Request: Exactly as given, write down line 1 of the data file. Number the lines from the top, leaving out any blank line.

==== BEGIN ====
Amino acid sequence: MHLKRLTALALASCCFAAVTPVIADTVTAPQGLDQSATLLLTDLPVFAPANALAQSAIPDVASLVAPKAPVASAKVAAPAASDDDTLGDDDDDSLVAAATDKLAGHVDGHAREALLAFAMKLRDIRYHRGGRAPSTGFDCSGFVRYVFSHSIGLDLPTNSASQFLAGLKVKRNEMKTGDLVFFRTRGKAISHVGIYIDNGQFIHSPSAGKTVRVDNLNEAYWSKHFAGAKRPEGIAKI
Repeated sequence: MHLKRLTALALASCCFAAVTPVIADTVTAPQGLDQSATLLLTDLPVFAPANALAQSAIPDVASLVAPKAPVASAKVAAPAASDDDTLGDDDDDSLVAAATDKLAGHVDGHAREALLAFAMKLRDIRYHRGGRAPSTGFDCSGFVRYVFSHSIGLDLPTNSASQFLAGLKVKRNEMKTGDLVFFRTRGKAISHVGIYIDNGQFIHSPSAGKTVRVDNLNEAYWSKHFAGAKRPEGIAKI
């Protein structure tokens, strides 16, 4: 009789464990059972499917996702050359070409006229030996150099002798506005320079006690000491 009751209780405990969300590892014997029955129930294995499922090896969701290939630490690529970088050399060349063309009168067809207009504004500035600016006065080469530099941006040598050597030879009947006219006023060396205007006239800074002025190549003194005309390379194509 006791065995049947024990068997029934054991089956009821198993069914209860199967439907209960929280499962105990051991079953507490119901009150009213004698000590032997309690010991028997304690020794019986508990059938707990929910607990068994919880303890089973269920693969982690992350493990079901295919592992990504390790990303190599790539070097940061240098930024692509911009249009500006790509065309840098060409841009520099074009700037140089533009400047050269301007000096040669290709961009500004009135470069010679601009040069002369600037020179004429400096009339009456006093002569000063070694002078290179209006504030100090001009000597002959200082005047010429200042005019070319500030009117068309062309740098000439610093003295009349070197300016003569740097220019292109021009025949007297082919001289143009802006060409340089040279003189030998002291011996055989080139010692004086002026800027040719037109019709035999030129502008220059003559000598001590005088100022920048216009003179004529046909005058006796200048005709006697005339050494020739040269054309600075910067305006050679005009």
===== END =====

Amino acid sequence: MHLKRLTALALASCCFAAVTPVIADTVTAPQGLDQSATLLLTDLPVFAPANALAQSAIPDVASLVAPKAPVASAKVAAPAASDDDTLGDDDDDSLVAAATDKLAGHVDGHAREALLAFAMKLRDIRYHRGGRAPSTGFDCSGFVRYVFSHSIGLDLPTNSASQFLAGLKVKRNEMKTGDLVFFRTRGKAISHVGIYIDNGQFIHSPSAGKTVRVDNLNEAYWSKHFAGAKRPEGIAKI